Inner Mongolia - Satellite TV & Radio via Apstar VI
The name Xanadu will most likely bring back memories of a much hyped 1980's movie staring Olivia Newton-John on roller-skates, or perhaps you think of the Xanadu Project which was the foundation for hypertext and the world wide web. For many the word Xanadu conveys a sense of mystery, adventure and discovery. It is in remote Inner Mongolia that you will find the true Xanadu. Xanadu (Yuanshangdu) is the legendary palace of the great Mongol emperor Kublai Khan which is now just a deserted ruin over three hundred kilometres to the north of Beijing.
The Mongol Empire ruled by Genghis Khan, and later by his grandson Kublai Khan conquered most of the known world. The empire stretched an inconceivable distance from what is now Hungary, all the way to Vietnam. The Chinese built the Great Wall of China to hold back the Mongol invaders, but even the wall couldn't halt the Mongol advancement and in 1215 they rode their horses in Beijing to take control of China. The tables have turned and a sizable section of the Mongol homeland is now an autonomous region of China known as Inner Mongolia. Inner Mongolia should not be confused with the independent country of Mongolia which lies to the north. The Mongolians themselves usually refer to the Chinese controlled region as Southern Mongolia.
Inner Mongolia brings to mind images of vast grasslands and horses being ridden by herders living in yurts. In these modern times even a simple yurt has access to digital television and radio, and in Australia and New Zealand we too can experience Mongolian life by tuning in to Apstar VI.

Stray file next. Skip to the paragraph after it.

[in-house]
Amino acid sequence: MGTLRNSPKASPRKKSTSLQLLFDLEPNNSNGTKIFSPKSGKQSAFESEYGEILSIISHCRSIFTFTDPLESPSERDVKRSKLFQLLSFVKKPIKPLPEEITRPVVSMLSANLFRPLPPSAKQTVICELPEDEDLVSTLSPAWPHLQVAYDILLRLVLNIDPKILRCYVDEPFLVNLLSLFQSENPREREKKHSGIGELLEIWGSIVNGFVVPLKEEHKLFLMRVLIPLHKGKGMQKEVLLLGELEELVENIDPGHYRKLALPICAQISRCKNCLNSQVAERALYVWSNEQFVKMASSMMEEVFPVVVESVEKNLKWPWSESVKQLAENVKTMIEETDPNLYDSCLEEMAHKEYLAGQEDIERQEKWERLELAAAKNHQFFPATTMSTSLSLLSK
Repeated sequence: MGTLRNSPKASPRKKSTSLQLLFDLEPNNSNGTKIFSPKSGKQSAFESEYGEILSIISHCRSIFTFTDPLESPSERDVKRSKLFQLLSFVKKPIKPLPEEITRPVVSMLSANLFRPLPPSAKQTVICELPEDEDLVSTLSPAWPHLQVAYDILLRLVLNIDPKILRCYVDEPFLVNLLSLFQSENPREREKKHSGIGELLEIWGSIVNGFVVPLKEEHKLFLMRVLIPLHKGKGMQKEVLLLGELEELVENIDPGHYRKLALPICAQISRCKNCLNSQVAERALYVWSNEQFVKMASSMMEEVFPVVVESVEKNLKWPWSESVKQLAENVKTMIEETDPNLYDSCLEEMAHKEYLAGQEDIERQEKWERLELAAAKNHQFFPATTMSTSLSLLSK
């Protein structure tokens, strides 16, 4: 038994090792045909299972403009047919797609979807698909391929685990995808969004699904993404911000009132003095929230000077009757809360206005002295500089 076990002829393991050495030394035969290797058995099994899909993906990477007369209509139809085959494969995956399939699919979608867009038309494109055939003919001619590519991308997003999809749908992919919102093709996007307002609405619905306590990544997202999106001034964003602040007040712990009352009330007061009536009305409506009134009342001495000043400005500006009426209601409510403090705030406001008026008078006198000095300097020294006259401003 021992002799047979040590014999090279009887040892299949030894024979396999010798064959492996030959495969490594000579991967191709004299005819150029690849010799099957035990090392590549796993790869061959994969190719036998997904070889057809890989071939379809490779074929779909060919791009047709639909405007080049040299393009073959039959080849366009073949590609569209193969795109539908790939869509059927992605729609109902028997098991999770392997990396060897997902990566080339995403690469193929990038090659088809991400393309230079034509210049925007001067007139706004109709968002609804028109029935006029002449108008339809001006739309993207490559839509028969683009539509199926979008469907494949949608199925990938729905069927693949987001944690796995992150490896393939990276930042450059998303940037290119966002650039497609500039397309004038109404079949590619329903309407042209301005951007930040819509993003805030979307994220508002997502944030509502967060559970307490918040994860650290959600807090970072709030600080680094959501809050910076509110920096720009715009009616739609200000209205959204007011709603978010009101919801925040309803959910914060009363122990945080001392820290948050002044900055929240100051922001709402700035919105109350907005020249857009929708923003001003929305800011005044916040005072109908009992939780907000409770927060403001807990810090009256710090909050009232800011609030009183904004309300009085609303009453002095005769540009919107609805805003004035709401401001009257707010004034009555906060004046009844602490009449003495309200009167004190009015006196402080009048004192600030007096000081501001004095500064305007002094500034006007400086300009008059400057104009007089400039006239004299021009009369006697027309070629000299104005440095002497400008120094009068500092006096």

Two channels of Nei Monggol (Inner Mongolia) Television can be received with a 2 meter or larger C-Band dish in our region. Both channels also carry a number of Inner Mongolian radio services on their alternative language streams.
Nei Monggol Chinese Television
The Chinese language channel presents programming for the Han Chinese who now form the majority ethnic group (85% of the total population) in Inner Mongolia.
Programming on the Chinese Channel is similar to other Chinese provincial broadcasters with many hours of Chinese infomercials promoting growth hormones and fertility potions during the day. The station also presents the usual mix of economic programming; Chinese soap operas and the evening relay of the CCTV1 national news live from CCTV studios in Beijing.
Nei Monggol Mongolian Language Channel
The Mongolian language channel of Nei Mongol TV provides a fascinating insight into Inner Mongolia with a large proportion of the day devoted to locally produced programming. The Mongolians make up only 15% of the total population of Inner Mongolia but fiercely promote and defend their language and vertical written script, both of which dominate the channel.